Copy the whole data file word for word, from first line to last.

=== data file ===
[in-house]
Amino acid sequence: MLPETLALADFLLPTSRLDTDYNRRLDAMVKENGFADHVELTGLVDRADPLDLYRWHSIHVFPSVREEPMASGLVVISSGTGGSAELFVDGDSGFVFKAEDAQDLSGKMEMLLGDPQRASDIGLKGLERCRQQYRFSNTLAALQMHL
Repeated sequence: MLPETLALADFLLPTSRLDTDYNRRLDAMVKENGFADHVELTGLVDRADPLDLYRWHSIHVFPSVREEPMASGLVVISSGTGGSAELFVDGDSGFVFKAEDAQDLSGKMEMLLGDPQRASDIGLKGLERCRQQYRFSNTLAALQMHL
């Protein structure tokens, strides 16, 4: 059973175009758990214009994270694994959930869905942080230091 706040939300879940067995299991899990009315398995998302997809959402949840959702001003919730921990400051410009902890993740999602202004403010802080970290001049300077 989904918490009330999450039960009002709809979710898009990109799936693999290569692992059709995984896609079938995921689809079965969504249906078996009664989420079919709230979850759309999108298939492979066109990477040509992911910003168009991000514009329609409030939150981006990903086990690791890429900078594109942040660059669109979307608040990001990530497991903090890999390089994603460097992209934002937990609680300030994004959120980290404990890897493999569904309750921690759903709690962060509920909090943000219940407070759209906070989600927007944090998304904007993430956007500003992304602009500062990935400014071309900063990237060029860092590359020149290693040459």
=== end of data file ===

[in-house]
Amino acid sequence: MLPETLALADFLLPTSRLDTDYNRRLDAMVKENGFADHVELTGLVDRADPLDLYRWHSIHVFPSVREEPMASGLVVISSGTGGSAELFVDGDSGFVFKAEDAQDLSGKMEMLLGDPQRASDIGLKGLERCRQQYRFSNTLAALQMHL
Repeated sequence: MLPETLALADFLLPTSRLDTDYNRRLDAMVKENGFADHVELTGLVDRADPLDLYRWHSIHVFPSVREEPMASGLVVISSGTGGSAELFVDGDSGFVFKAEDAQDLSGKMEMLLGDPQRASDIGLKGLERCRQQYRFSNTLAALQMHL
């Protein structure tokens, strides 16, 4: 059973175009758990214009994270694994959930869905942080230091 706040939300879940067995299991899990009315398995998302997809959402949840959702001003919730921990400051410009902890993740999602202004403010802080970290001049300077 989904918490009330999450039960009002709809979710898009990109799936693999290569692992059709995984896609079938995921689809079965969504249906078996009664989420079919709230979850759309999108298939492979066109990477040509992911910003168009991000514009329609409030939150981006990903086990690791890429900078594109942040660059669109979307608040990001990530497991903090890999390089994603460097992209934002937990609680300030994004959120980290404990890897493999569904309750921690759903709690962060509920909090943000219940407070759209906070989600927007944090998304904007993430956007500003992304602009500062990935400014071309900063990237060029860092590359020149290693040459």